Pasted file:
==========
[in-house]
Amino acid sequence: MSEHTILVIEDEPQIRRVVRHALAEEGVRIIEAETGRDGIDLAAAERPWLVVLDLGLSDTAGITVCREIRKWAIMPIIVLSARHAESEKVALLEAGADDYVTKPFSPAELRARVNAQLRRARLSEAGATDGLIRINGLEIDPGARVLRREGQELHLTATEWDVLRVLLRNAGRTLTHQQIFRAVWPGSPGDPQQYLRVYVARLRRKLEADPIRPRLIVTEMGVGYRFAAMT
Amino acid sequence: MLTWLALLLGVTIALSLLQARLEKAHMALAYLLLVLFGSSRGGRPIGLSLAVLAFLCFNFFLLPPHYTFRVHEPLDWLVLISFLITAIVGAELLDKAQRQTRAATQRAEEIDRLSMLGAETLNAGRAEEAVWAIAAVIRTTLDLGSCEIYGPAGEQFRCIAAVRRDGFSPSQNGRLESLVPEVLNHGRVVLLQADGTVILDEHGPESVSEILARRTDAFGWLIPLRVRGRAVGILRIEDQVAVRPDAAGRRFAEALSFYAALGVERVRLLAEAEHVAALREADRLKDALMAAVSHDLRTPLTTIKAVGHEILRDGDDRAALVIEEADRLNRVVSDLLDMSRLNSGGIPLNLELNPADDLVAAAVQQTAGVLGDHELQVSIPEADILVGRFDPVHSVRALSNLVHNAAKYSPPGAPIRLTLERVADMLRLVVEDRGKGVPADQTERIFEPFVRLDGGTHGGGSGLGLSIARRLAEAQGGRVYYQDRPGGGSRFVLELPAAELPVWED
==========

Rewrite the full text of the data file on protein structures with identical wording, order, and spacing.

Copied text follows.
[in-house]
Amino acid sequence: MSEHTILVIEDEPQIRRVVRHALAEEGVRIIEAETGRDGIDLAAAERPWLVVLDLGLSDTAGITVCREIRKWAIMPIIVLSARHAESEKVALLEAGADDYVTKPFSPAELRARVNAQLRRARLSEAGATDGLIRINGLEIDPGARVLRREGQELHLTATEWDVLRVLLRNAGRTLTHQQIFRAVWPGSPGDPQQYLRVYVARLRRKLEADPIRPRLIVTEMGVGYRFAAMT
Amino acid sequence: MLTWLALLLGVTIALSLLQARLEKAHMALAYLLLVLFGSSRGGRPIGLSLAVLAFLCFNFFLLPPHYTFRVHEPLDWLVLISFLITAIVGAELLDKAQRQTRAATQRAEEIDRLSMLGAETLNAGRAEEAVWAIAAVIRTTLDLGSCEIYGPAGEQFRCIAAVRRDGFSPSQNGRLESLVPEVLNHGRVVLLQADGTVILDEHGPESVSEILARRTDAFGWLIPLRVRGRAVGILRIEDQVAVRPDAAGRRFAEALSFYAALGVERVRLLAEAEHVAALREADRLKDALMAAVSHDLRTPLTTIKAVGHEILRDGDDRAALVIEEADRLNRVVSDLLDMSRLNSGGIPLNLELNPADDLVAAAVQQTAGVLGDHELQVSIPEADILVGRFDPVHSVRALSNLVHNAAKYSPPGAPIRLTLERVADMLRLVVEDRGKGVPADQTERIFEPFVRLDGGTHGGGSGLGLSIARRLAEAQGGRVYYQDRPGGGSRFVLELPAAELPVWED